Tuesday, July 23, 2013

Leaving Quilt Camp 5

Time to head home tomorrow - wrapping up quilt camp for another year.  Here's a selection of photos - more specific posts will follow after I get home!
 
My supplies are packed and work table is mostly cleared off;  above is a shot of 3 weeks worth of dyed & printed fabric, shirts and scarves.  Yummy colors!

We made lots of scarves, mostly dyed and printed with thermofax screens.  Above are some examples.
 I tried batik again, armed with the knowledge gained from an April class in Indonesian batik.  Very pleased with the piece on the left.  The right photo is a print from a thermofax screen that I drew.  Happy with that too.
We watched lots of Quilting Arts DVDs, one was Fusible Art Quilts with Frieda Anderson and  Laura Wasilowski - this is my attempt at a fusible art quilt a la Frieda Anderson.  Press on!
Finally, a shot of one of Barbara's day lilies, and a pretty sunset - not our last night since it was a rainy day, but one of the best of camp.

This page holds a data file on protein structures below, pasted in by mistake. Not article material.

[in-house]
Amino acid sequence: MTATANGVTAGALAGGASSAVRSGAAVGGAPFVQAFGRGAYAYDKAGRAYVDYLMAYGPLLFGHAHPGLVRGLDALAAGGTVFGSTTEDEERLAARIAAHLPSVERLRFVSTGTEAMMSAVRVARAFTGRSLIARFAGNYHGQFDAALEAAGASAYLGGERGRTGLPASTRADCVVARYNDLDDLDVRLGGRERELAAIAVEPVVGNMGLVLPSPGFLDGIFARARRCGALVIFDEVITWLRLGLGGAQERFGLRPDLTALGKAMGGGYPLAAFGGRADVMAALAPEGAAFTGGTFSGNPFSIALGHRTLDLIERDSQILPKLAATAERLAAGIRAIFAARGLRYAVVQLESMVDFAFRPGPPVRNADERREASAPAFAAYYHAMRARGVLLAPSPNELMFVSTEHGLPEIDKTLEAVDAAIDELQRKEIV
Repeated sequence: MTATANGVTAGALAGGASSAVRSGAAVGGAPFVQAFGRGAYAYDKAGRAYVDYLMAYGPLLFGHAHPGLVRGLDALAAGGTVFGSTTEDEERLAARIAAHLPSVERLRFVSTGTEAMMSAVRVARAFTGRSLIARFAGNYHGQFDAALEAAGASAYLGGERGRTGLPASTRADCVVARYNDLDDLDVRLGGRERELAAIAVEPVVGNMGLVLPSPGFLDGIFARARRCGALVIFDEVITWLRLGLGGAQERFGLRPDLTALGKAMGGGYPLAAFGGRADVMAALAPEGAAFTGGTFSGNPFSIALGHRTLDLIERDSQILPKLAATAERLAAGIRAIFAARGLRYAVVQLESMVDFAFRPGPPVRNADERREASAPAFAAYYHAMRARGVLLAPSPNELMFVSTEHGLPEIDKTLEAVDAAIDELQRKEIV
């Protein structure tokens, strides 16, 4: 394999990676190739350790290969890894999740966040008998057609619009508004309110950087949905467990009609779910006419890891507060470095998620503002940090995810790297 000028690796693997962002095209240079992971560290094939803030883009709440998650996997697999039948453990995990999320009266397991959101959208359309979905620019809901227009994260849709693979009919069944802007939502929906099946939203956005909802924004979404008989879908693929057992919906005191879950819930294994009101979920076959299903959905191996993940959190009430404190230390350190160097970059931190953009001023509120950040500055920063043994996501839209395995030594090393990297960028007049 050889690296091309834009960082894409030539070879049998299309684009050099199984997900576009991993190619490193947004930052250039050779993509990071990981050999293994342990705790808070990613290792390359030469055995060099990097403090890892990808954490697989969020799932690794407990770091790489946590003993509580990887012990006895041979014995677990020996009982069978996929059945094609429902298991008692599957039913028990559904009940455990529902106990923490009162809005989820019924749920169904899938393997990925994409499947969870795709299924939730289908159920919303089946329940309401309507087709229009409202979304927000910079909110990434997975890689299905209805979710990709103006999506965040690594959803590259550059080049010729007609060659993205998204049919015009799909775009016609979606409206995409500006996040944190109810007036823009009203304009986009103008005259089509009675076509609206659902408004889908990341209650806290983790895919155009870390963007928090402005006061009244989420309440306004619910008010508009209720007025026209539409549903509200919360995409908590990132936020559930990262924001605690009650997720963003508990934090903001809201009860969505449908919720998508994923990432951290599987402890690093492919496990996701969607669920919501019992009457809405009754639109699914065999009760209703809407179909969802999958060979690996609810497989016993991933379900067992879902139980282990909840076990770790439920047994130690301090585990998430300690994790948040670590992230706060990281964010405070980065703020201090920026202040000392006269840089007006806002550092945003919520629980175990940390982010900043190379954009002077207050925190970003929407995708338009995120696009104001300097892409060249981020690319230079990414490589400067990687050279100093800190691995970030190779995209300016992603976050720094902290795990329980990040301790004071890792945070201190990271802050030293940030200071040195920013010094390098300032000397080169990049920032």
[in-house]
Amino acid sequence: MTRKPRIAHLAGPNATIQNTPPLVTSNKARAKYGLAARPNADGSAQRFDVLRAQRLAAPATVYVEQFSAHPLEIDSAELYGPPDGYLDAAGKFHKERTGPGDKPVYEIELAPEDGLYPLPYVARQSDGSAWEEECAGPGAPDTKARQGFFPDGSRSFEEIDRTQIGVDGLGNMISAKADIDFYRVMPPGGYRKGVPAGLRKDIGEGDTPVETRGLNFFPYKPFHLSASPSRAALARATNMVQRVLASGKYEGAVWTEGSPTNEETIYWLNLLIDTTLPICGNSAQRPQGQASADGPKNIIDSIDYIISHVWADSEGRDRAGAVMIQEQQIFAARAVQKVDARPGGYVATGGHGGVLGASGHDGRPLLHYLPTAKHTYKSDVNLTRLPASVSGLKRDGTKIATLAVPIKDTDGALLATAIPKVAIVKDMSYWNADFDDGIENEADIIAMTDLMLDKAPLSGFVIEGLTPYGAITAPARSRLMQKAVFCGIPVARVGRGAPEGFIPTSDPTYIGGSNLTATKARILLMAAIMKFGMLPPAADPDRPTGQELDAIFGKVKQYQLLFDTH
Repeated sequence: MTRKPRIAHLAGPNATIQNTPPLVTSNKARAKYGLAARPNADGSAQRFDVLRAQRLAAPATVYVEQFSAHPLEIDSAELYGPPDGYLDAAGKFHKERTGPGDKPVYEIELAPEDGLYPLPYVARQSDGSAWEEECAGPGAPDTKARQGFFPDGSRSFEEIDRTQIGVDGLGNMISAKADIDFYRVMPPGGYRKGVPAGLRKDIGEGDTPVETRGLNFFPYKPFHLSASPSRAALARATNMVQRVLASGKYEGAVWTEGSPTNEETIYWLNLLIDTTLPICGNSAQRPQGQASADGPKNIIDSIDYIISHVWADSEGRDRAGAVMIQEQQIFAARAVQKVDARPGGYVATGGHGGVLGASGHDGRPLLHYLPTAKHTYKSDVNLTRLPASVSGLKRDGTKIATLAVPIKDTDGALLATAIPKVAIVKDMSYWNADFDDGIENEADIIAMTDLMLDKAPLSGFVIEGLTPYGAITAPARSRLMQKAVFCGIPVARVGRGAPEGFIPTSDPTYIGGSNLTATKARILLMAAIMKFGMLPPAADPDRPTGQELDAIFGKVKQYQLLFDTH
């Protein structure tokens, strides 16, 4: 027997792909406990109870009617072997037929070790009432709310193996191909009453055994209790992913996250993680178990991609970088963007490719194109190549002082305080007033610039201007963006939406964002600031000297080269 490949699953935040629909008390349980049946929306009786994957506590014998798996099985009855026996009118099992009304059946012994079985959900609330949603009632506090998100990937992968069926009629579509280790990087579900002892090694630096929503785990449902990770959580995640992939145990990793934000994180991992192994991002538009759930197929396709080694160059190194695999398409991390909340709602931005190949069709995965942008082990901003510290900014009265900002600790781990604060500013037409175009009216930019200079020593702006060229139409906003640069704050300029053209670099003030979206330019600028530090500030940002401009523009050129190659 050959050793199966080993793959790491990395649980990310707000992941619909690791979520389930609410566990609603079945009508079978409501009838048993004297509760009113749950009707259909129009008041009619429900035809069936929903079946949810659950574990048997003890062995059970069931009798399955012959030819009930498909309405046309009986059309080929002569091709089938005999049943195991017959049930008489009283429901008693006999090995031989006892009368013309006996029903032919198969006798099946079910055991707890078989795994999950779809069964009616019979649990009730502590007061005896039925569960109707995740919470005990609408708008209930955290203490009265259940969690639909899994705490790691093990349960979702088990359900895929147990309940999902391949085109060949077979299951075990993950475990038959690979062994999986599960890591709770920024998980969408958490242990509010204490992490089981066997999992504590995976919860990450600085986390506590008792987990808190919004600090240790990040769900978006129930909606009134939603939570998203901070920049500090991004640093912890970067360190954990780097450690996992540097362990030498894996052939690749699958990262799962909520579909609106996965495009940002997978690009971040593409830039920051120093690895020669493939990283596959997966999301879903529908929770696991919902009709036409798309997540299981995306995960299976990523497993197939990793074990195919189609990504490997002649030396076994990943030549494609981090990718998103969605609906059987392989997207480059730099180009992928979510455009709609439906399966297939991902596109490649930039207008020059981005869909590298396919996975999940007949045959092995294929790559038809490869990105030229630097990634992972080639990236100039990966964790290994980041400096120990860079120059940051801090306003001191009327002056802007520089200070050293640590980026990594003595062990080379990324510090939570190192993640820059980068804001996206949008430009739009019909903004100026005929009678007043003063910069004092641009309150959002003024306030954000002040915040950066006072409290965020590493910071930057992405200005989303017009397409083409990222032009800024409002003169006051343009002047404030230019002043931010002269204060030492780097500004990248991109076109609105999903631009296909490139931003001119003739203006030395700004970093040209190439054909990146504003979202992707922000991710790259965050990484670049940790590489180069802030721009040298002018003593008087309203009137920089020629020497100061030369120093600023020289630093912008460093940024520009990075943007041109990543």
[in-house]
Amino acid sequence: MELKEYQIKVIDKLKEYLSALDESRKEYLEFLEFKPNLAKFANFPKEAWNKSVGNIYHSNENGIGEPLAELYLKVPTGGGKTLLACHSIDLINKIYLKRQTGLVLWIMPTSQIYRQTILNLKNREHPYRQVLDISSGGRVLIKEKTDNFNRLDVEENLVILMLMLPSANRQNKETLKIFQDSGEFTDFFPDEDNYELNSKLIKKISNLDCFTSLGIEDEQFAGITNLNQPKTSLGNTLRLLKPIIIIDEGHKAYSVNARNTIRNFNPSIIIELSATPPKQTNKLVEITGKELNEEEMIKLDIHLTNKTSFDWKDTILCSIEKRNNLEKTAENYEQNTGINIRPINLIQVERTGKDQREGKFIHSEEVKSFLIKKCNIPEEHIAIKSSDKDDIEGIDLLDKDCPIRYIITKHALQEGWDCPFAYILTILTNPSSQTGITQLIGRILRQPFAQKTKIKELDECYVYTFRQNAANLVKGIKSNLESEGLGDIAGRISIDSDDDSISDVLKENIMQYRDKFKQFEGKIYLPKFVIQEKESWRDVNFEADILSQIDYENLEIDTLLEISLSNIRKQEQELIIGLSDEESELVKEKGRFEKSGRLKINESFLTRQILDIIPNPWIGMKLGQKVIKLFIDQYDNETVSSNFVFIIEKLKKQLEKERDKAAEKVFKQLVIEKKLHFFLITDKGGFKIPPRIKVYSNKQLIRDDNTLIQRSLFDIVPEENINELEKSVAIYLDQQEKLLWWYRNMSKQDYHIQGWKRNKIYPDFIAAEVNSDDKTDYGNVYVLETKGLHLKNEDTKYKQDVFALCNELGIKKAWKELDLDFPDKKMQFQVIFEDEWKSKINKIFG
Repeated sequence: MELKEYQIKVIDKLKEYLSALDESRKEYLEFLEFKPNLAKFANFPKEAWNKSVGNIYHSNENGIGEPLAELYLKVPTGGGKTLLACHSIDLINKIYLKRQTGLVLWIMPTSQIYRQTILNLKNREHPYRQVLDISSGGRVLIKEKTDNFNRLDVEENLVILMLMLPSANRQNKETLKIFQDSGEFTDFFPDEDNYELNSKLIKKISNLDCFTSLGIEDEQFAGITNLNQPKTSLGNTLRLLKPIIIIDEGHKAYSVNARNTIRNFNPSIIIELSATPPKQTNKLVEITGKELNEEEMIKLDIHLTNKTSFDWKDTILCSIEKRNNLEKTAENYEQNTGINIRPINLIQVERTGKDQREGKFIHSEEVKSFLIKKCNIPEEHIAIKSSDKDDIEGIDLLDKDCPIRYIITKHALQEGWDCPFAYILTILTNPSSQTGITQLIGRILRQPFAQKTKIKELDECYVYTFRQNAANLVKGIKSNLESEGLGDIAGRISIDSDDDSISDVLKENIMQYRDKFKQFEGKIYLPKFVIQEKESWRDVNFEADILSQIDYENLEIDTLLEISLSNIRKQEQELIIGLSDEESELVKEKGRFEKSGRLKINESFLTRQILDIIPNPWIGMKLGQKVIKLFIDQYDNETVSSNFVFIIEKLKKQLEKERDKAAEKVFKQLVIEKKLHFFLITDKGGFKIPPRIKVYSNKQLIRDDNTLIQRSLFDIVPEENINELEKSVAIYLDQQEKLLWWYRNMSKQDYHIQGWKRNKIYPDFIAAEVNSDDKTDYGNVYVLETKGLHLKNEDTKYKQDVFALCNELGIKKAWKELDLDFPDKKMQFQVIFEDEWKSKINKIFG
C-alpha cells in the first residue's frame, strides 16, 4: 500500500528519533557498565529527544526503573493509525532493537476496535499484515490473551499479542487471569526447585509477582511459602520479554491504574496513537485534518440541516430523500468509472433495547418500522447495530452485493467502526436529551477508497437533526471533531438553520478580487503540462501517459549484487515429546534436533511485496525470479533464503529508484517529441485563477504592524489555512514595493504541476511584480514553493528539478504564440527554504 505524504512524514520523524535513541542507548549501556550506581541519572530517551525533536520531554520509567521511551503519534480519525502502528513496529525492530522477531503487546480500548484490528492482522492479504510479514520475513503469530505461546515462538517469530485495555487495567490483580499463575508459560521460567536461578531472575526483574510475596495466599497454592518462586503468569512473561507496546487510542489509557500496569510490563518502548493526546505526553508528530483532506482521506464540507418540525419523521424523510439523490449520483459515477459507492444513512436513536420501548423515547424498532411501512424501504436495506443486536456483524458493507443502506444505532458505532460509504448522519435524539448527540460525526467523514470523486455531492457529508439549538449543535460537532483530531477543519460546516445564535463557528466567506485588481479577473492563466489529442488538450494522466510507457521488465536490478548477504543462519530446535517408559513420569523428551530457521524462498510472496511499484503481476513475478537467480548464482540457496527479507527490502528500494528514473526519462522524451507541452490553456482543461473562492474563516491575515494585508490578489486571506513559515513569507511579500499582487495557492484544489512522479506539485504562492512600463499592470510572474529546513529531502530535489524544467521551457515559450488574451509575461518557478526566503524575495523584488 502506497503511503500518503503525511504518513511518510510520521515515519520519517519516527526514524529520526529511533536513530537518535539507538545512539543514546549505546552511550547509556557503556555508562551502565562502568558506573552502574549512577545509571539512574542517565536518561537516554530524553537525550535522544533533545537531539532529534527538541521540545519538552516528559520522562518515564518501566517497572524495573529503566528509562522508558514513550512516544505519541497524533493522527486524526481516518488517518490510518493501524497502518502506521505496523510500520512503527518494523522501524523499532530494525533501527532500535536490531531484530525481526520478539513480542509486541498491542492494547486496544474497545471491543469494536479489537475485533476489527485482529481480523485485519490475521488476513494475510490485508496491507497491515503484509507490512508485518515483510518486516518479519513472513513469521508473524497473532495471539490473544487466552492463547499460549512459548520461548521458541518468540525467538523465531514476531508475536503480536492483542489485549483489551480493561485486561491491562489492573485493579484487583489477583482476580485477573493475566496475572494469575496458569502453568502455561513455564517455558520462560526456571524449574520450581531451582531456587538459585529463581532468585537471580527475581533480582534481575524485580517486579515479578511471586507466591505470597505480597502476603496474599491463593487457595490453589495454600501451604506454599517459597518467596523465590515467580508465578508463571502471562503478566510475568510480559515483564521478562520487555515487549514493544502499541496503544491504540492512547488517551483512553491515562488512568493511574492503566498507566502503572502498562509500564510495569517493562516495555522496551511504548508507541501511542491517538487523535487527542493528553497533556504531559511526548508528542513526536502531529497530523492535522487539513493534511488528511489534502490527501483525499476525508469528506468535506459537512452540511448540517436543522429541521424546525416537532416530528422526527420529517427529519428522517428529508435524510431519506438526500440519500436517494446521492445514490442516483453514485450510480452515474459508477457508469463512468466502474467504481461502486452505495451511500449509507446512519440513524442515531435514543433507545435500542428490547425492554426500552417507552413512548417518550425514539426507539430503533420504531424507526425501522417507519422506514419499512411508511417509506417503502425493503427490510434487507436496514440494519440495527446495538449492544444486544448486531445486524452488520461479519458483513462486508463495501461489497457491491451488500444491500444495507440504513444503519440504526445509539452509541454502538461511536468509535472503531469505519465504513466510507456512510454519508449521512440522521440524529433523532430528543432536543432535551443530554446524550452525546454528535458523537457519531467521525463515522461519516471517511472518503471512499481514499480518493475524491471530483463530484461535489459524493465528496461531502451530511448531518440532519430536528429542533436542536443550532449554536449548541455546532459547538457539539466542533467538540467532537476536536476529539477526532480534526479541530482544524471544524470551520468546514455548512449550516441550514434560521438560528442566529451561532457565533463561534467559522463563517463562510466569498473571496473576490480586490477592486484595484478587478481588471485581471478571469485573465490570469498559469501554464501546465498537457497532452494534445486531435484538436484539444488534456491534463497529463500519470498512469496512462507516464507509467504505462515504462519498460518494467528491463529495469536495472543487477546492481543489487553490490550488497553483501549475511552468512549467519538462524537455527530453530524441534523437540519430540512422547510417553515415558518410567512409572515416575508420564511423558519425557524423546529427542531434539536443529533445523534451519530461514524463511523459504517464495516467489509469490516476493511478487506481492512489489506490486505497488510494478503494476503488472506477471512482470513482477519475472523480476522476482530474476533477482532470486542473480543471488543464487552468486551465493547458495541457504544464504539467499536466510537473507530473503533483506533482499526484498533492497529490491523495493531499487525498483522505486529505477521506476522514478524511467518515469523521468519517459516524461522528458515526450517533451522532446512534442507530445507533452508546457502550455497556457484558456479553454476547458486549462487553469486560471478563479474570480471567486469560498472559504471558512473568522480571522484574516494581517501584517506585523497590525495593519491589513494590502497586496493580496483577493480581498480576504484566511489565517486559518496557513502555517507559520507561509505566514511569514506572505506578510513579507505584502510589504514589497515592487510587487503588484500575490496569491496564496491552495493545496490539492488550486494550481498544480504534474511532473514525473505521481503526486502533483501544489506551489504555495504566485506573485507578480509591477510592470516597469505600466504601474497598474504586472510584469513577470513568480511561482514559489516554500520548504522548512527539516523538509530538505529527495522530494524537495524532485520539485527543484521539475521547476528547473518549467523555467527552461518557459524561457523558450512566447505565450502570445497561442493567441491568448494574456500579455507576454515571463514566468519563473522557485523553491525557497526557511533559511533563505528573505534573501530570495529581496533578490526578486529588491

Tuesday, July 16, 2013

Ice Dyeing Tutorial

In the past when I've ice dyed, I made a "parfait" of layered fabrics/shirts/scarves in a container with ice and powdered dye between each layer.  That method works fine, but whatever is on the bottom gets the darkest and greatest mix of color.  For a little bit more control, I've adapted another method, similar to the process I've used with snow.  (For that, I've used a plastic mesh tacked to a wooden stretcher strip frame over a plastic kitty litter pan.)